John Temple was a prominent farmer and charismatic public figure who served as Chairman of the West Boylston Board of Selectmen for six successive years and aided the town in other areas with his energetic public presence. In 1793, he married Persis (Beaman) Bigelow, daughter of Maj. Ezra Beaman; she was the widow of Dr. Aramiah Bigelow, and John was, himself, a widower.
This portrait hangs in the Beaman Library Reading Room.
Persis and John lived together at the Temple family farm, located off Temple Street near the railroad crossing and the high-tension power lines, and had three daughters: Lois, Olive, and Mary. Persis died in 1832, and John remarried for a third time before his death in 1841.
We unfortunately don’t know much about the history of John Temple’s portrait. It was given as a gift to the Library at its dedication in 1912, but information about the original artist or date is unknown. The portrait was restored at the Worcester Art Museum in the mid-1990s. In the portrait, John is holding a slip of paper bearing the words: “Deed of land in Dummerston, Vermont.” We don’t know his connection to the town.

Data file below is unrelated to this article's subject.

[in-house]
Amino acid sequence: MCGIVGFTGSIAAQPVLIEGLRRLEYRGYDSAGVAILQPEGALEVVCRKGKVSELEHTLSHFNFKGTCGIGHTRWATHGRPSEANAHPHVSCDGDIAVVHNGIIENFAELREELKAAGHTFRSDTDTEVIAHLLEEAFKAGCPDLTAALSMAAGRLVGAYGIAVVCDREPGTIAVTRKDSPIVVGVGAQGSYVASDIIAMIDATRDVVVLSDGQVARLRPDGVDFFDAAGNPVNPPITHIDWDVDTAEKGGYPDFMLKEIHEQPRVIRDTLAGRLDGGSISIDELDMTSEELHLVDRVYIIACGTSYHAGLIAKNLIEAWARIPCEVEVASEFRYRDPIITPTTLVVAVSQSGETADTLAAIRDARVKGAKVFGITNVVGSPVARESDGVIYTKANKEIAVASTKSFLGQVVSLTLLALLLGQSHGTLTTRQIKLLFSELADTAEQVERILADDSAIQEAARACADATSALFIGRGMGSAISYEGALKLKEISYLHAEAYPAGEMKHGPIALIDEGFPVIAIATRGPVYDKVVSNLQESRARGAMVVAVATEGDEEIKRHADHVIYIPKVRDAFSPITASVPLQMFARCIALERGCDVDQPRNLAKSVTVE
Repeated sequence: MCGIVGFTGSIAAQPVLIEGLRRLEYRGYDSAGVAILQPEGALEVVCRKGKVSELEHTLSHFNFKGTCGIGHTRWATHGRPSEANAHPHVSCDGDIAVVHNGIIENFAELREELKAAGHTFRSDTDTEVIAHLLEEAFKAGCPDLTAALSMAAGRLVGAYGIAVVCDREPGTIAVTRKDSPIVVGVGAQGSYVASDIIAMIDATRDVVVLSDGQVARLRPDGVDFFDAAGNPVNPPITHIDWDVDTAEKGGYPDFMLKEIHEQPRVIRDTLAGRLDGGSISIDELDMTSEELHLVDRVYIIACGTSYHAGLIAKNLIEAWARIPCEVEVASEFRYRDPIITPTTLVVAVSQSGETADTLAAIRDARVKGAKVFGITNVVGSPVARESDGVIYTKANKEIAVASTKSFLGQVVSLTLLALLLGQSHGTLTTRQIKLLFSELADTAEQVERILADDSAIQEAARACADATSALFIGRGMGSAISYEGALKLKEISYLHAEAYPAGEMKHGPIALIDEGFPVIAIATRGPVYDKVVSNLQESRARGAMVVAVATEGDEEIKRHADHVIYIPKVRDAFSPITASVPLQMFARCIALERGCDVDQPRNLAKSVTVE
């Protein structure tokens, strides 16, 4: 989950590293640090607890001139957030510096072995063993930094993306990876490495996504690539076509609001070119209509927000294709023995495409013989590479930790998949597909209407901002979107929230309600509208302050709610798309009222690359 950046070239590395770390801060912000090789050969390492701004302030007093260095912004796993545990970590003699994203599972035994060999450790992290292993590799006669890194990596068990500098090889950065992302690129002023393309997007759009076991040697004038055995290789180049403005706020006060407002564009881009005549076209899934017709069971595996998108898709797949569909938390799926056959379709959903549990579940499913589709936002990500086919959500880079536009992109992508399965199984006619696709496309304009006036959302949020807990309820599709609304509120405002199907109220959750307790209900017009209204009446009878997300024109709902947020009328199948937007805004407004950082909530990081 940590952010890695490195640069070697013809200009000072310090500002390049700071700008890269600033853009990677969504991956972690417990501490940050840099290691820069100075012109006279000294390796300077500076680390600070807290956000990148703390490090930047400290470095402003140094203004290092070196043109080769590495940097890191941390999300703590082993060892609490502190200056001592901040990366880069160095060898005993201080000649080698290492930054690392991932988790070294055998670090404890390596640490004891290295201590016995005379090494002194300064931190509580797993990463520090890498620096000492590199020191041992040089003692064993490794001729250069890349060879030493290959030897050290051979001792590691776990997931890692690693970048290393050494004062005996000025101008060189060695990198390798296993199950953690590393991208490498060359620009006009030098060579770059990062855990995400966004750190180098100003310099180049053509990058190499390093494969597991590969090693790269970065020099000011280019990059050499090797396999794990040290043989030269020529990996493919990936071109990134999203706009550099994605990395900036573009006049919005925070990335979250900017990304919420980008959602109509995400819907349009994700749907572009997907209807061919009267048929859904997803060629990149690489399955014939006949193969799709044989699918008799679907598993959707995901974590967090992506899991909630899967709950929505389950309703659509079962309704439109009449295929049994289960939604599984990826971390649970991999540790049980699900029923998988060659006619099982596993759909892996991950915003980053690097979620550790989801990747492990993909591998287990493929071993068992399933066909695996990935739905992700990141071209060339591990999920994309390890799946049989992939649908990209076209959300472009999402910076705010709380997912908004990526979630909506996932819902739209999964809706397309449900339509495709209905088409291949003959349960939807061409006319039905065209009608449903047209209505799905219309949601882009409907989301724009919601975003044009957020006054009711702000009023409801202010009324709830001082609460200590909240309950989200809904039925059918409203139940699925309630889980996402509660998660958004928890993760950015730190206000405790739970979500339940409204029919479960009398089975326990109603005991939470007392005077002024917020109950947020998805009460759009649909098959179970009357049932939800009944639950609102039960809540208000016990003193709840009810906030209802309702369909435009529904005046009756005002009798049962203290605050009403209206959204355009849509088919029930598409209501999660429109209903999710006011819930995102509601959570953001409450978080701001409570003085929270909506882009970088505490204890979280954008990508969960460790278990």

The life of John Temple is not as well documented as the lives of Ezra Beaman, Jr., George Calvin Rice, Thomas Plunkett, or David Lee Child who also have portraits on display in the Reading Room. So, why is John Temple’s portrait hanging at our library? Unlike George Calvin Rice or “Uncle” Ezra Beaman, Jr., he is not a blood relative of our beloved Town Father Maj. Ezra Beaman, but he was connected to the family and played a significant role in the town’s early government.